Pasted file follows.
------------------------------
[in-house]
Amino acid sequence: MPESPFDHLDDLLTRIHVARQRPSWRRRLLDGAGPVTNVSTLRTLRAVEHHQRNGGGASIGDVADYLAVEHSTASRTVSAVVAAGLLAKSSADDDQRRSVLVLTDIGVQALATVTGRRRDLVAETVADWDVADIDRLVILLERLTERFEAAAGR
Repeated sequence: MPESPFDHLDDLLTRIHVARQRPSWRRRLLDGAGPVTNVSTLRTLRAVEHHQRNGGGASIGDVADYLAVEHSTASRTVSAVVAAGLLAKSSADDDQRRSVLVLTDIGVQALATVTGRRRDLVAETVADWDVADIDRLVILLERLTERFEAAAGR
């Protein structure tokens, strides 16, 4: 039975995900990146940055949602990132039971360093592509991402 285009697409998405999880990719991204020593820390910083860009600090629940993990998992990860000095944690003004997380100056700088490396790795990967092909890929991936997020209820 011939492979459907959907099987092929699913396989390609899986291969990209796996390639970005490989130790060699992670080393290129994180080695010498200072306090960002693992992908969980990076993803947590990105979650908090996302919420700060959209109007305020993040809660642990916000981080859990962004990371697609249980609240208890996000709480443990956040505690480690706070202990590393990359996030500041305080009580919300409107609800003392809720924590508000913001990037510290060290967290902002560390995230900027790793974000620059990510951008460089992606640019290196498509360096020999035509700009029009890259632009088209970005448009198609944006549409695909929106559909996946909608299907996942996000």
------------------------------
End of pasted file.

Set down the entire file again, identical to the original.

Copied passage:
[in-house]
Amino acid sequence: MPESPFDHLDDLLTRIHVARQRPSWRRRLLDGAGPVTNVSTLRTLRAVEHHQRNGGGASIGDVADYLAVEHSTASRTVSAVVAAGLLAKSSADDDQRRSVLVLTDIGVQALATVTGRRRDLVAETVADWDVADIDRLVILLERLTERFEAAAGR
Repeated sequence: MPESPFDHLDDLLTRIHVARQRPSWRRRLLDGAGPVTNVSTLRTLRAVEHHQRNGGGASIGDVADYLAVEHSTASRTVSAVVAAGLLAKSSADDDQRRSVLVLTDIGVQALATVTGRRRDLVAETVADWDVADIDRLVILLERLTERFEAAAGR
């Protein structure tokens, strides 16, 4: 039975995900990146940055949602990132039971360093592509991402 285009697409998405999880990719991204020593820390910083860009600090629940993990998992990860000095944690003004997380100056700088490396790795990967092909890929991936997020209820 011939492979459907959907099987092929699913396989390609899986291969990209796996390639970005490989130790060699992670080393290129994180080695010498200072306090960002693992992908969980990076993803947590990105979650908090996302919420700060959209109007305020993040809660642990916000981080859990962004990371697609249980609240208890996000709480443990956040505690480690706070202990590393990359996030500041305080009580919300409107609800003392809720924590508000913001990037510290060290967290902002560390995230900027790793974000620059990510951008460089992606640019290196498509360096020999035509700009029009890259632009088209970005448009198609944006549409695909929106559909996946909608299907996942996000």